[FEUDALISM] [WOMEN IN POLITICS] [BIOGRAPHIES]
Feudalism was the major political system of the Middle Ages. A lord's (or lady's) lands were worked in vassalage by serfs and freemen, who owed their liege farm goods and work for the privilege of his protection The lord might then owe his services in war to a lord or church official over him, who in turn owed the king of the country. (Rowling42).
However unsophisticated (or, well, feudal) the system may seem, it was agreed on by most medieval political theorists. The 12th-Century cleric John of Salisbury declared that the king existed for the benefit of the people, not vice-versa. Therefore, a king who truly did his job was a king; a usurper who was merely trying to fill his own pockets was a tyrant and was not intended by God to rule (Hoyt 396). In 1301, Egidius Romanus concluded that since all power derived from God, the pope was the supreme ruler of the Christian world. Through him, kings gained the Divine Right to Rule (398). Authority came from right, not might. Right came from God, but not through any particular moral or intellectual fitness (401).
WOMEN IN POLITICS
Women were not represented in the town councils, so ordinary women had no voice in local politics. Women who did involve themselves in politics were wealthy, clerical, or upper-class, and their politics were often on an international scale (Gies and Gies, City 53-4).
For women, the secular political scene consisted mainly of flesh trafficking. A woman was technically under her father's control until she married, at which time she was supposed to be completely obedient to her husband's will. The lands that came with a bride at marriage were valued commodities, as were the sons she would produce. To a miserly father, daughters represented only the potential loss of lands when they married. Though peasants had some free choice in marriages, upper-class women rarely did. Their lands and potential for childbearing were far too important to be given away indiscriminately (Gies and Gies, Castle 78). In this way, the lady was often a tool in politics, used by men for their own purposes. Though a woman could hold property, recieve inheritance, participate in trade, and go to court, she was always under a man's guardianship -- her father's, her husband's, or that of another male relative (Gies and Gies, Castle 78).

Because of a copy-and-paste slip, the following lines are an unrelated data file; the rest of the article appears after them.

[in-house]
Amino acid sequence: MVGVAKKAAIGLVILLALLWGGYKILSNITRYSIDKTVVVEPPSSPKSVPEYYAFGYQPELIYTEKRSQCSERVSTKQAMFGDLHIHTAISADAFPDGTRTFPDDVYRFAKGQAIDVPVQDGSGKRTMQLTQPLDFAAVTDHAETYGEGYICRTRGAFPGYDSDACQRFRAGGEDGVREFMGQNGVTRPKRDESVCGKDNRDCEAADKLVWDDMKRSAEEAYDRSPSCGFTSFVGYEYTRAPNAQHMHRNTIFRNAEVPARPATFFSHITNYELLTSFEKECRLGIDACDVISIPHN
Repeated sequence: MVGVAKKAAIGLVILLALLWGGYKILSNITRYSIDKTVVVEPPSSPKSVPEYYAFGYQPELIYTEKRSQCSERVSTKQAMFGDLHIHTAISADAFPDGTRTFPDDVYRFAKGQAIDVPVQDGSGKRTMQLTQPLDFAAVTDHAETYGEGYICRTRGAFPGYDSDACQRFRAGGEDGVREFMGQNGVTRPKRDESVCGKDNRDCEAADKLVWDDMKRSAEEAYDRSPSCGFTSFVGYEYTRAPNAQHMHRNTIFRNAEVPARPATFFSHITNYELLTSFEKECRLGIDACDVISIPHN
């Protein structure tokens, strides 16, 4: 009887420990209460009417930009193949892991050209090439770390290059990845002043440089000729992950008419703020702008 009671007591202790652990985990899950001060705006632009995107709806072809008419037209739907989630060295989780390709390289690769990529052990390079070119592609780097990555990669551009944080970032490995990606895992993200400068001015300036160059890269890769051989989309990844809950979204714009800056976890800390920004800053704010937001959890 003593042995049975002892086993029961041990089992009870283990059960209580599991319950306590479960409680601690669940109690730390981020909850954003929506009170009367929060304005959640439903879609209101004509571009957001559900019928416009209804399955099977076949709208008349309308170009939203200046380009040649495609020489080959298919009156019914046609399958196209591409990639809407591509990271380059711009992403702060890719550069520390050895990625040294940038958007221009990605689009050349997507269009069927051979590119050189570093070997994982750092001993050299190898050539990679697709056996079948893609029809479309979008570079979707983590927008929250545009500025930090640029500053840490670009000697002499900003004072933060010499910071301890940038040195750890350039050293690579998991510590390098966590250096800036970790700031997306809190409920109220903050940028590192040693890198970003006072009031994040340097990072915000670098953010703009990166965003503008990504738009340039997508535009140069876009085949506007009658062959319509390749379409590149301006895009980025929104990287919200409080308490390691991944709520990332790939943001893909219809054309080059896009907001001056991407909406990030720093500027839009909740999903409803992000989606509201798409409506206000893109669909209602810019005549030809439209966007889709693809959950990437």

To intelligent, resourceful women, a marriage of convenience did not always provide such a bleak outlook. Women who were married to young, weak, ignorant, inexperienced, absent, or tolerant husbands could take control of the husband's politics. Queens often waited until their husbands were away at the Crusades or some other war to begin to change things at home. In turn, they used their sons and daughters as networks of connections; and as no dutiful child could neglect his or her mother's wishes, a mother could often accomplish much. Women politicians, in keeping with the beliefs of the cult of the , were often regarded as intercessors (Moriarty 93).
|Eleanor of Aquitaine, queen of Louis VII of France and later queen consort of the younger Henry II of England, became a powerful force in Church and secular politics. To find out more about her and other women active in politics, click here.|
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